The national debt has nearly doubled under the Obama Administration. When Barack Obama leaves the White House, the only “change” he will be leaving Americans with is $20 trillion in debt, rather than the $10.6 trillion he inherited on Inauguration Day.
When President Obama signs into law the new two-year budget deal Monday, his action will bring into sharper focus a part of his legacy that he doesn’t like to talk about: He is the $20 trillion man.
Mr. Obama’s spending agreement with Congress will suspend the nation’s debt limit and allow the Treasury to borrow another $1.5 trillion or so by the end of his presidency in 2017. Added to the current total national debt of more than $18.15 trillion, the red ink will likely be crowding the $20 trillion mark right around the time Mr. Obama leaves the White House.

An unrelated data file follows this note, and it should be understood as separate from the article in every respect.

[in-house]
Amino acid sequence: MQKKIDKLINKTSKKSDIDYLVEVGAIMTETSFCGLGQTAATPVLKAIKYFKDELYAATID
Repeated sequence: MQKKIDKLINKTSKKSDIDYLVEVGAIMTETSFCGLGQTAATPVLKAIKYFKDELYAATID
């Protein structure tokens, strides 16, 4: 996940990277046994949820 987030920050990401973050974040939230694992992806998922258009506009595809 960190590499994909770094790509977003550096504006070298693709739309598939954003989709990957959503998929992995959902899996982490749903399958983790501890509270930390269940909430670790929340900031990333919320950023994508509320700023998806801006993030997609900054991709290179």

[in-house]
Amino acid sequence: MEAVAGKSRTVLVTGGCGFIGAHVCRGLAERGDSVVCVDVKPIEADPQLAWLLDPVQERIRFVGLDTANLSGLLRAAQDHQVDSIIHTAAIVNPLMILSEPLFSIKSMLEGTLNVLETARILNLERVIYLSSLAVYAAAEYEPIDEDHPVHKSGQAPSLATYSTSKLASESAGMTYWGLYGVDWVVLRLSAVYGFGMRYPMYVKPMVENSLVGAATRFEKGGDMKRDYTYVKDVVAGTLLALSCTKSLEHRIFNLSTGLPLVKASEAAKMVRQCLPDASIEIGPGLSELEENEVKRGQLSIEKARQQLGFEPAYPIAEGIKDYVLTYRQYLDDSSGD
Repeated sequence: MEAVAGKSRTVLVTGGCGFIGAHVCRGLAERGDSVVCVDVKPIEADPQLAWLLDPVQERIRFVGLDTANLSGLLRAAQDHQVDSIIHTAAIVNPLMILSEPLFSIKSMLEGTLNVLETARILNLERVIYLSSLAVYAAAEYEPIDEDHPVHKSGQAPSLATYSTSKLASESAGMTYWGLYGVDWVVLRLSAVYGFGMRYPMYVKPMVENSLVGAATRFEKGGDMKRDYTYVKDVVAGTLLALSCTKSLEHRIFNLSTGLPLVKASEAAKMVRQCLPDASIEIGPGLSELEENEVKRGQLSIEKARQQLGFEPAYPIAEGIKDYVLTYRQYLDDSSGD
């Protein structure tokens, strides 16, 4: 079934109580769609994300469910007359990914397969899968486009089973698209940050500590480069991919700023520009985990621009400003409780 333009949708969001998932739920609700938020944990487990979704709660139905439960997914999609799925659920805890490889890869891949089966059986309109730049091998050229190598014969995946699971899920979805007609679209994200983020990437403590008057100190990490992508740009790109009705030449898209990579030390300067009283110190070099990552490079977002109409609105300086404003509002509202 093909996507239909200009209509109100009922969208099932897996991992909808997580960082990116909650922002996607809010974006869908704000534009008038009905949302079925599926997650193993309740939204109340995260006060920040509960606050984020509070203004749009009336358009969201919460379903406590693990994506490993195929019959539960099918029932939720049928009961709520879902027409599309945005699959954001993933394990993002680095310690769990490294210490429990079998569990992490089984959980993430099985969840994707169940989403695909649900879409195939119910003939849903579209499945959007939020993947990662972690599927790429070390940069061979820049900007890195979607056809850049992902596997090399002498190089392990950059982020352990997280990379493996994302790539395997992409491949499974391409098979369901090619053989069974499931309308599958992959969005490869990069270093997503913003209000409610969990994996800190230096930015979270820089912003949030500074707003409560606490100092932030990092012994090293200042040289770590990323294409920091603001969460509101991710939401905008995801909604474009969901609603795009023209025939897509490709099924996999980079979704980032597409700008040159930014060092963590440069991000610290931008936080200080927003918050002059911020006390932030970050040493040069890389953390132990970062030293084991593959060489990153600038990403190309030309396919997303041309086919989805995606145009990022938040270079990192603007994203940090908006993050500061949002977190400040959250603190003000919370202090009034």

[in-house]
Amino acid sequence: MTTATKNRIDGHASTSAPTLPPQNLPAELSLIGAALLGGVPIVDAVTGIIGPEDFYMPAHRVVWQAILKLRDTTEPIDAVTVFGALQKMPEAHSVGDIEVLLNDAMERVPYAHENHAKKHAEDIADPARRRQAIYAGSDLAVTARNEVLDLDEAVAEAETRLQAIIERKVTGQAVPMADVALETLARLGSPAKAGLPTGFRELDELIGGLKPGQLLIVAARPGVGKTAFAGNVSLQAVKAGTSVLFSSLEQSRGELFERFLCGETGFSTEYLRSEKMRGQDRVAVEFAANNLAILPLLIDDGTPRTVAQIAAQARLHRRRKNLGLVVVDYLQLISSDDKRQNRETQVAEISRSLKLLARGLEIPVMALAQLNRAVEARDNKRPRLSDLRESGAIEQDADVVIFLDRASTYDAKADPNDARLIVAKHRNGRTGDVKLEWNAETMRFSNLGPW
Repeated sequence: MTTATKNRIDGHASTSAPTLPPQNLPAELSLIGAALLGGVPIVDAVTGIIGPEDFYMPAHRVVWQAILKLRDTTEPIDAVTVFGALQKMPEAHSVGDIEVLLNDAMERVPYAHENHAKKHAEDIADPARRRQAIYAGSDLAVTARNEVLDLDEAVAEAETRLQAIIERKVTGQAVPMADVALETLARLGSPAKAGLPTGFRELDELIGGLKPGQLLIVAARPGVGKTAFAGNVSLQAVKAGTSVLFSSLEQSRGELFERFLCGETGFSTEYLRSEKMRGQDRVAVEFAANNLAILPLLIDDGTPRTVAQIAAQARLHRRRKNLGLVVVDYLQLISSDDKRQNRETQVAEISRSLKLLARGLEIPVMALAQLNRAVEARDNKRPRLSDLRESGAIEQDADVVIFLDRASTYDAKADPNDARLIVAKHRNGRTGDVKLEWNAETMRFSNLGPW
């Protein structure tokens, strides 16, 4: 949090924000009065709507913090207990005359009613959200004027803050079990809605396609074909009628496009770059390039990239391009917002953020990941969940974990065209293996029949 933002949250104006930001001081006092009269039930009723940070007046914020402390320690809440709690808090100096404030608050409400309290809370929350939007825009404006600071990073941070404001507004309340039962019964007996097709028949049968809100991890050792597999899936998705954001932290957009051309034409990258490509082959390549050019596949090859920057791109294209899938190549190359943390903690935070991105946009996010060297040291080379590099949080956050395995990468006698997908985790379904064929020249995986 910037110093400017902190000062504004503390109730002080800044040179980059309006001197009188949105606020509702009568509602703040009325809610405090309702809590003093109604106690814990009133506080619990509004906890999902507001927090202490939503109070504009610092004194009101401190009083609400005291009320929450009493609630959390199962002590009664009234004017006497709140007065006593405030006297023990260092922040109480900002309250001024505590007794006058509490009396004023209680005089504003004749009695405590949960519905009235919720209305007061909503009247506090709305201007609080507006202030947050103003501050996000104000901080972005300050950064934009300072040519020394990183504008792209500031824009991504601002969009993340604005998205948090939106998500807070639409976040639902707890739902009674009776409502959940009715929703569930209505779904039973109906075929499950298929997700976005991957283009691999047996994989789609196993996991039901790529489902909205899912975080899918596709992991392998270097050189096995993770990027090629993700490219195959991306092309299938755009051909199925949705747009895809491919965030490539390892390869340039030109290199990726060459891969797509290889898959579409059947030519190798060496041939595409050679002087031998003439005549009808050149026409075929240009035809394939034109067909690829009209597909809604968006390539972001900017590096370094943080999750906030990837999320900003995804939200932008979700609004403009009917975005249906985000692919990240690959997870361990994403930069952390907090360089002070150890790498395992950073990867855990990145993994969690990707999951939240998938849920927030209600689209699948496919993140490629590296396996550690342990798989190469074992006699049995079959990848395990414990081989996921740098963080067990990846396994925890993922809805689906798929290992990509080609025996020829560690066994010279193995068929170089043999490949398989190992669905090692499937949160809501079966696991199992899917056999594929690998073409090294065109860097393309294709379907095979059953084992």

When Mr. Obama took over in January 2009, the total national debt stood at $10.6 trillion. That means the debt will have very nearly doubled during his eight years in office, and there is much more debt ahead with the abandonment of “sequestration” spending caps enacted in 2011.
This is what happens when the American people elect a progressive who makes promise after promise on the campaign trail, with no fiscally responsible plan to back it up. Obama used the federal government to go on a spending spree, and taxpayers will be left to suffer the consequences.